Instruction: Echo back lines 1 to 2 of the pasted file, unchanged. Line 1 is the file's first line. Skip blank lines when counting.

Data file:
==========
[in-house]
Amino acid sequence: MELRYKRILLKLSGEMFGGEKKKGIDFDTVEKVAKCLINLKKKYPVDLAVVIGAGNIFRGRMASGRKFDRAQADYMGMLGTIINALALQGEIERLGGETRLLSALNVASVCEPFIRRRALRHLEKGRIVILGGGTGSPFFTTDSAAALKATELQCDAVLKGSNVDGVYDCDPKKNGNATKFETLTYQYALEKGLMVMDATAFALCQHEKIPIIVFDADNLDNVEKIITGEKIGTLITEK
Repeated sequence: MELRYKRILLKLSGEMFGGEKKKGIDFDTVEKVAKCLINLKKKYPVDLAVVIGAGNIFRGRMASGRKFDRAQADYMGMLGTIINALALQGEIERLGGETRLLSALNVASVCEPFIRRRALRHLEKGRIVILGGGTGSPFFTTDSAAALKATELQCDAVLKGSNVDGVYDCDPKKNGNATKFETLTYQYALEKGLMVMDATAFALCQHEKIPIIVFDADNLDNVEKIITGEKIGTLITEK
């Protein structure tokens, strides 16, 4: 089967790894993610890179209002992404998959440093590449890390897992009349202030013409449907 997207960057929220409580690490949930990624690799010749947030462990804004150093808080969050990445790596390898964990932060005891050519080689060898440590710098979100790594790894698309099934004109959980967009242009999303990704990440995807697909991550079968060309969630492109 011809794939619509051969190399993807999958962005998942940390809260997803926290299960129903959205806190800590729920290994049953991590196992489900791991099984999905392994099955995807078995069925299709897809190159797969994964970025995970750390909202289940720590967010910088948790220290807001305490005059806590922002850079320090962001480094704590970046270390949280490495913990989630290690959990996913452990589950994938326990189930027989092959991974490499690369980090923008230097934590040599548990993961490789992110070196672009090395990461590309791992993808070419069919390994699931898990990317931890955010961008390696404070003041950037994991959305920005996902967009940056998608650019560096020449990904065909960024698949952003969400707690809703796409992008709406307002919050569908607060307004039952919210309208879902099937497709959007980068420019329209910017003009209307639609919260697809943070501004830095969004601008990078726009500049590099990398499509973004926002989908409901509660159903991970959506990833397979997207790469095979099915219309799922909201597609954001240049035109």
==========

[in-house]
Amino acid sequence: MELRYKRILLKLSGEMFGGEKKKGIDFDTVEKVAKCLINLKKKYPVDLAVVIGAGNIFRGRMASGRKFDRAQADYMGMLGTIINALALQGEIERLGGETRLLSALNVASVCEPFIRRRALRHLEKGRIVILGGGTGSPFFTTDSAAALKATELQCDAVLKGSNVDGVYDCDPKKNGNATKFETLTYQYALEKGLMVMDATAFALCQHEKIPIIVFDADNLDNVEKIITGEKIGTLITEK